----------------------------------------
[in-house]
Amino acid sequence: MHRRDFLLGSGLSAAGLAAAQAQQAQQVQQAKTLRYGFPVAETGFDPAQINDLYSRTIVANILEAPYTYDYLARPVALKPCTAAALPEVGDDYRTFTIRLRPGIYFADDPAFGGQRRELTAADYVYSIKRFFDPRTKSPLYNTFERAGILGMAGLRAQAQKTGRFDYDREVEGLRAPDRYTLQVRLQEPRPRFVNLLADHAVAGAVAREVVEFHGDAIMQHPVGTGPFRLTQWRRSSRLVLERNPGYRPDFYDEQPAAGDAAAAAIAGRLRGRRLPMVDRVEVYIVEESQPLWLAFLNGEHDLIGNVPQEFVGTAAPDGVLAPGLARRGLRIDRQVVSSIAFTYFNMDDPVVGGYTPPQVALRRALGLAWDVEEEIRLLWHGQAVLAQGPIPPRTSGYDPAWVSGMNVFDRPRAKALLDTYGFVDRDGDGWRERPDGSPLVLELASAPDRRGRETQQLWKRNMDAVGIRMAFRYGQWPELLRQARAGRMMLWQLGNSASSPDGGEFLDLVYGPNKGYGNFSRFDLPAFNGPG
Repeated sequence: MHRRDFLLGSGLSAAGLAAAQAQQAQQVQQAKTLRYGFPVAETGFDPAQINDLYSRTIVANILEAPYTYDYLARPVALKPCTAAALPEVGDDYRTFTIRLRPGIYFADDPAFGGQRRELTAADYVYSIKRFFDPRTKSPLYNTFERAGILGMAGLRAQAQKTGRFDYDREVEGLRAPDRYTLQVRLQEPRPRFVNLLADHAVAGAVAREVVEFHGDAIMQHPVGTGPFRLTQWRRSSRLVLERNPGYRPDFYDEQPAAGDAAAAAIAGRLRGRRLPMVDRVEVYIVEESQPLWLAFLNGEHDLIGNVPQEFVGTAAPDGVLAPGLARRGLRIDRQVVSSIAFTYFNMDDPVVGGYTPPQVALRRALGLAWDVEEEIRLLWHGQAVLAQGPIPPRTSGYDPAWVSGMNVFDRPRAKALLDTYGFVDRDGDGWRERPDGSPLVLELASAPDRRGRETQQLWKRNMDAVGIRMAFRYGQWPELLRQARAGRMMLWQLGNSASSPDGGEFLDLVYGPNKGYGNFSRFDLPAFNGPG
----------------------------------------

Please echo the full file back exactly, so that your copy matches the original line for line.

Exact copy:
[in-house]
Amino acid sequence: MHRRDFLLGSGLSAAGLAAAQAQQAQQVQQAKTLRYGFPVAETGFDPAQINDLYSRTIVANILEAPYTYDYLARPVALKPCTAAALPEVGDDYRTFTIRLRPGIYFADDPAFGGQRRELTAADYVYSIKRFFDPRTKSPLYNTFERAGILGMAGLRAQAQKTGRFDYDREVEGLRAPDRYTLQVRLQEPRPRFVNLLADHAVAGAVAREVVEFHGDAIMQHPVGTGPFRLTQWRRSSRLVLERNPGYRPDFYDEQPAAGDAAAAAIAGRLRGRRLPMVDRVEVYIVEESQPLWLAFLNGEHDLIGNVPQEFVGTAAPDGVLAPGLARRGLRIDRQVVSSIAFTYFNMDDPVVGGYTPPQVALRRALGLAWDVEEEIRLLWHGQAVLAQGPIPPRTSGYDPAWVSGMNVFDRPRAKALLDTYGFVDRDGDGWRERPDGSPLVLELASAPDRRGRETQQLWKRNMDAVGIRMAFRYGQWPELLRQARAGRMMLWQLGNSASSPDGGEFLDLVYGPNKGYGNFSRFDLPAFNGPG
Repeated sequence: MHRRDFLLGSGLSAAGLAAAQAQQAQQVQQAKTLRYGFPVAETGFDPAQINDLYSRTIVANILEAPYTYDYLARPVALKPCTAAALPEVGDDYRTFTIRLRPGIYFADDPAFGGQRRELTAADYVYSIKRFFDPRTKSPLYNTFERAGILGMAGLRAQAQKTGRFDYDREVEGLRAPDRYTLQVRLQEPRPRFVNLLADHAVAGAVAREVVEFHGDAIMQHPVGTGPFRLTQWRRSSRLVLERNPGYRPDFYDEQPAAGDAAAAAIAGRLRGRRLPMVDRVEVYIVEESQPLWLAFLNGEHDLIGNVPQEFVGTAAPDGVLAPGLARRGLRIDRQVVSSIAFTYFNMDDPVVGGYTPPQVALRRALGLAWDVEEEIRLLWHGQAVLAQGPIPPRTSGYDPAWVSGMNVFDRPRAKALLDTYGFVDRDGDGWRERPDGSPLVLELASAPDRRGRETQQLWKRNMDAVGIRMAFRYGQWPELLRQARAGRMMLWQLGNSASSPDGGEFLDLVYGPNKGYGNFSRFDLPAFNGPG